By all indications, Joe Flacco's enforced absence from the latest Ravens minicamp at the Castle isn't going to throw the new regime's plans out of whack. He's not allowed to be here this week, but the Ravens inserted a camp in a couple of weeks to make up for it. As for any contract problems delaying his arrival in training camp in July, nothing about the early stages of negotiations raises red flags.
"They have a ton of leverage," Joe Linta, Flacco's agent, said yesterday, "and we have a ton of leverage. We both know the urgency the other side has."
That's an encouraging sign that this won't be an inflammatory, antagonistic process. But all things considered, give the leverage edge to Flacco.
It's not quite Matt Ryan-level leverage, probably the greatest leverage a rookie quarterback has ever had, which was parlayed into a speedy, $34.5 million guaranteed contract with the Atlanta Falcons last week.
Not too far away from it, though. They're both quarterbacks drafted in the first round to fill a near-desperate, franchise-defining need. Those franchises cannot afford any delays in installing either one of them, not with so much at stake and not with the steps the teams took to bring them in.
If there ever were a time to pass up the usual strong-arming talk about how every second the player misses is another step toward career suicide, this is the time - because whatever damage delays or holdouts cause the quarterback, it goes double for the team he leaves hanging.
Though Flacco needs to be with the Ravens now and needs to be in Westminster later this summer, the Ravens need him much, much more.
That has been the case since the moment they traded up in last month's draft to get him. It became more clear when they threw open the competition for the starting job. When they hedged fairly quickly on the notion of avoiding the mistake they made with Kyle Boller in rushing him as a rookie with no veteran help. And when they rearranged their offseason schedule to fit Flacco's.
More proof came yesterday, when the questions to coach John Harbaugh and the players about the progress of the quarterbacks included questions about the one who wasn't there. And make no mistake - even though NCAA and NFL rules dictate that Flacco could not be there, it puts him behind. The playbook is thick, everybody agrees, and the practices in Camp No. 4 (of seven) remain at Harbaugh's mandated quick pace.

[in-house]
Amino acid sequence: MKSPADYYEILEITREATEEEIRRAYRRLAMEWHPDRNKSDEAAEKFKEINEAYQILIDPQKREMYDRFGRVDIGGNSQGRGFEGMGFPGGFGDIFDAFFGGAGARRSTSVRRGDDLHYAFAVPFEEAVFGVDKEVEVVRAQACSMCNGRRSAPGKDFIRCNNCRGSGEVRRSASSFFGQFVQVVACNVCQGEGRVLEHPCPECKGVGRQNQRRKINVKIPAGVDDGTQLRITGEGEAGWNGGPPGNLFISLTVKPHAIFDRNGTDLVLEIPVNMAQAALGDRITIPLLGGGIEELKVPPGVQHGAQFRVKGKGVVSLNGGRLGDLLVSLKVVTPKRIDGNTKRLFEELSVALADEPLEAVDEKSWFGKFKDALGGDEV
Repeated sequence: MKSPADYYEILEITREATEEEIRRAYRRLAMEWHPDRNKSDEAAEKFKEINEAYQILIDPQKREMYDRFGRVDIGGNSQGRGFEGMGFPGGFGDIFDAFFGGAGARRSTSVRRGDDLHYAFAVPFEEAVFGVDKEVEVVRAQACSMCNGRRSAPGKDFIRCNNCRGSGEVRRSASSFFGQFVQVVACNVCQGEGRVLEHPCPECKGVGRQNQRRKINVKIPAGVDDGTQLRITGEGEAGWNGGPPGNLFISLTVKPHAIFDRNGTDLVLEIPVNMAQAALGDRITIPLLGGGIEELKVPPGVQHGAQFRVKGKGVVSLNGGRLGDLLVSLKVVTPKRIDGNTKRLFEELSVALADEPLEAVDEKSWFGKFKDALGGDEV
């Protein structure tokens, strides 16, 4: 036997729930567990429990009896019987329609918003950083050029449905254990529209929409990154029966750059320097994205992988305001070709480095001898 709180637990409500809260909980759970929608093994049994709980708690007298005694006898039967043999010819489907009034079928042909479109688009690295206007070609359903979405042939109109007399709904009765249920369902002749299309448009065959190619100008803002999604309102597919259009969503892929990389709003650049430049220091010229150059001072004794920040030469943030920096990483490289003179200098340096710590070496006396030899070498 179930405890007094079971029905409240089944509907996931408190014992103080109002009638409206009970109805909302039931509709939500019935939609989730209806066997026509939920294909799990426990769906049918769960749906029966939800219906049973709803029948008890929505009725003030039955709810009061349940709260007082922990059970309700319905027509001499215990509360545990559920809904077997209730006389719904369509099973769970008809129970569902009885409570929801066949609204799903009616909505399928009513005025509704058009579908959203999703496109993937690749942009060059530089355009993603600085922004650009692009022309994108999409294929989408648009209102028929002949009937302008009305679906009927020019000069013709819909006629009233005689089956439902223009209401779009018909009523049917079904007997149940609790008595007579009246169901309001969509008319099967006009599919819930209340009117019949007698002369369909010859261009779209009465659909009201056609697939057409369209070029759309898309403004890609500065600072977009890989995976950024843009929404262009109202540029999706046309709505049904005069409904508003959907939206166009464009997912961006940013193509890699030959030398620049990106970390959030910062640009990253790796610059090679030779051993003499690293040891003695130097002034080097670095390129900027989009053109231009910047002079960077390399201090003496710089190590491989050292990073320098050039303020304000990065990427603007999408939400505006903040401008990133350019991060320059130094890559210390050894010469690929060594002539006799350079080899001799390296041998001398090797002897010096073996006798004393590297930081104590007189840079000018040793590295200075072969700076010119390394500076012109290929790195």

The pace will be just as fast, and the playbook just as thick, next week when Flacco is allowed to come in. Same thing two weeks after that, at the rescheduled "Flacco Camp."
Flacco surely is taking a crash course on the offense on his own, but Boller and Troy Smith will have had extra chances to show what they can do with it all - and they'll be strengthening their connections, on the practice field and off, with teammates with whom they're already familiar.
"The biggest thing, the offense stuff, he can catch up on. The reps he can't make up," Harbaugh said of Flacco. "You have the whole team out here running routes, and he's not here, and that's something he'll miss."
Yet he'll miss it for just a couple of extra weeks.
The Ravens couldn't afford to let him get away on draft day, and they can't afford to give him anything less than a full-fledged shot at starting right away. In his only appearance at the Castle, at the mandatory camp earlier this month, Flacco looked as though he belonged, as though he was worthy of the efforts the Ravens took to get him.
There's nothing wrong with how the incumbents are performing so far - Smith yesterday in particular. But whatever advantage Boller and Smith have now, it slips later when Flacco comes in to get the reps he isn't getting now.
The Ravens never had the luxury of letting Flacco sit and learn. They knew the starting quarterback job would have to be put up for grabs right away. They couldn't have sold their moves and their choice any other way.
That's why his agent can say that both sides have considerable leverage. But it's also why it can be said that Flacco has more. It might hurt Flacco to fall behind in his rookie-year preparation. It might hurt him to hit a snag in negotiations and miss time in training camp.
But it would hurt the Ravens even more.
Listen to David Steele on Wednesdays at 9 a.m. on WNST (1570 AM).